Survival rates of large trees determine forest biomass dynamics. Survival rates of small trees have been linked to mechanisms that maintain biodiversity across tropical forests. How species survival rates change with size offers insight into the links between biodiversity and ecosystem function across tropical forests. We tested patterns of size-dependent tree survival across the tropics using data from 1,781 species and over 2 million individuals to assess whether tropical forests can be characterized by size-dependent life-history survival strategies. We found that species were classifiable into four 'survival modes' that explain life-history variation that shapes carbon cycling and the relative abundance within forests. Frequently collected functional traits, such as wood density, leaf mass per area and seed mass, were not generally predictive of the survival modes of species. Mean annual temperature and cumulative water deficit predicted the proportion of biomass of survival modes, indicating important links between evolutionary strategies, climate and carbon cycling. The application of survival modes in demographic simulations predicted biomass change across forest sites. Our results reveal globally identifiable size-dependent survival strategies that differ across diverse systems in a consistent way. The abundance of survival modes and interaction with climate ultimately determine forest structure, carbon storage in biomass and future forest trajectories.
  4. Mathers N, Khoo EM, McCarthy S, Thompson J, Low WY
    Br J Gen Pract, 2003 May;53(490):409.
    PMID: 12830578
  5. Chave J, Condit R, Muller-Landau HC, Thomas SC, Ashton PS, Bunyavejchewin S, et al.
    PLoS Biol., 2008 Mar 04;6(3):e45.
    PMID: 18318600 DOI: 10.1371/journal.pbio.0060045
    In Amazonian tropical forests, recent studies have reported increases in aboveground biomass and in primary productivity, as well as shifts in plant species composition favouring fast-growing species over slow-growing ones. This pervasive alteration of mature tropical forests was attributed to global environmental change, such as an increase in atmospheric CO2 concentration, nutrient deposition, temperature, drought frequency, and/or irradiance. We used standardized, repeated measurements of over 2 million trees in ten large (16-52 ha each) forest plots on three continents to evaluate the generality of these findings across tropical forests. Aboveground biomass increased at seven of our ten plots, significantly so at four plots, and showed a large decrease at a single plot. Carbon accumulation pooled across sites was significant (+0.24 MgC ha(-1) y(-1), 95% confidence intervals [0.07, 0.39] MgC ha(-1) y(-1)), but lower than reported previously for Amazonia. At three sites for which we had data for multiple census intervals, we found no concerted increase in biomass gain, in conflict with the increased productivity hypothesis. Over all ten plots, the fastest-growing quartile of species gained biomass (+0.33 [0.09, 0.55] % y(-1)) compared with the tree community as a whole (+0.15 % y(-1)); however, this significant trend was due to a single plot. Biomass of slow-growing species increased significantly when calculated over all plots (+0.21 [0.02, 0.37] % y(-1)), and in half of our plots when calculated individually. Our results do not support the hypothesis that fast-growing species are consistently increasing in dominance in tropical tree communities. Instead, they suggest that our plots may be simultaneously recovering from past disturbances and affected by changes in resource availability. More long-term studies are necessary to clarify the contribution of global change to the functioning of tropical forests.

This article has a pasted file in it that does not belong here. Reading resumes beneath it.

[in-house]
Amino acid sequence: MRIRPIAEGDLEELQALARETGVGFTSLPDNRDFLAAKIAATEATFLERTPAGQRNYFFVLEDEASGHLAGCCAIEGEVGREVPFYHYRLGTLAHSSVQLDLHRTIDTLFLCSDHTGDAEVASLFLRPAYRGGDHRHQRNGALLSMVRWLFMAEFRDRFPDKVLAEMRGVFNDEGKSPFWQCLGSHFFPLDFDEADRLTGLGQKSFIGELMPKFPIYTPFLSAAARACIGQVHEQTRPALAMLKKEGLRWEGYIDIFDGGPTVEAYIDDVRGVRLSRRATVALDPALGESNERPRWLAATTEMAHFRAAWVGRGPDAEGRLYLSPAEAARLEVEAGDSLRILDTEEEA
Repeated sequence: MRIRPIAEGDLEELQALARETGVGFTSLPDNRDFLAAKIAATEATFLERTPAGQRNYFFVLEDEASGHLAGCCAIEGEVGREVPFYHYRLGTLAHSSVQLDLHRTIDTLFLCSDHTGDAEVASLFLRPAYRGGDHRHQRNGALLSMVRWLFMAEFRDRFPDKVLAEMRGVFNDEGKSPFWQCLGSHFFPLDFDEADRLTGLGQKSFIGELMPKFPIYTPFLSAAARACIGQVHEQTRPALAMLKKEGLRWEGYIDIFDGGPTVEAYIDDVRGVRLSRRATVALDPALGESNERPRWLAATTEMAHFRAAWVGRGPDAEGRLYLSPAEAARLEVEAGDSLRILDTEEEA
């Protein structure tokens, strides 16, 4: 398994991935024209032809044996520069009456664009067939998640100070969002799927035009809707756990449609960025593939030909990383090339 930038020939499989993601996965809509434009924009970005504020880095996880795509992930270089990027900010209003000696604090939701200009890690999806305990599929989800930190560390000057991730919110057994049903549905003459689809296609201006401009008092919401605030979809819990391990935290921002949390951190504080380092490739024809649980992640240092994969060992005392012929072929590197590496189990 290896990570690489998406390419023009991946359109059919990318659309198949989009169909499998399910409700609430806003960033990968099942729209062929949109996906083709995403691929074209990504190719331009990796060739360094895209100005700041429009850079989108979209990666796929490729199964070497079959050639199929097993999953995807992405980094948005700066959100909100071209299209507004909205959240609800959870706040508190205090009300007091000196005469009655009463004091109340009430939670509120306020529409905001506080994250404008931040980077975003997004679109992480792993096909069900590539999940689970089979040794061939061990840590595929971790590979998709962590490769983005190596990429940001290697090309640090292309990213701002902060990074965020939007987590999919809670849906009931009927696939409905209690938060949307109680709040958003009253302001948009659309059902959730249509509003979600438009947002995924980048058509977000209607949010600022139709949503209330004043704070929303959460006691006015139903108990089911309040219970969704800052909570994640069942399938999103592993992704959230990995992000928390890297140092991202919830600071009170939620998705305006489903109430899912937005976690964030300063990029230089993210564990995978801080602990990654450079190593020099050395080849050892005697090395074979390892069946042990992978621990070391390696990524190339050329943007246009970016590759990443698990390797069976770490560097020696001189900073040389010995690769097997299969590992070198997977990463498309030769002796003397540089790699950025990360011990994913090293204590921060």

6. Thompson JM, English E
    J Wound Ostomy Continence Nurs, 1996 May;23(3):130-3.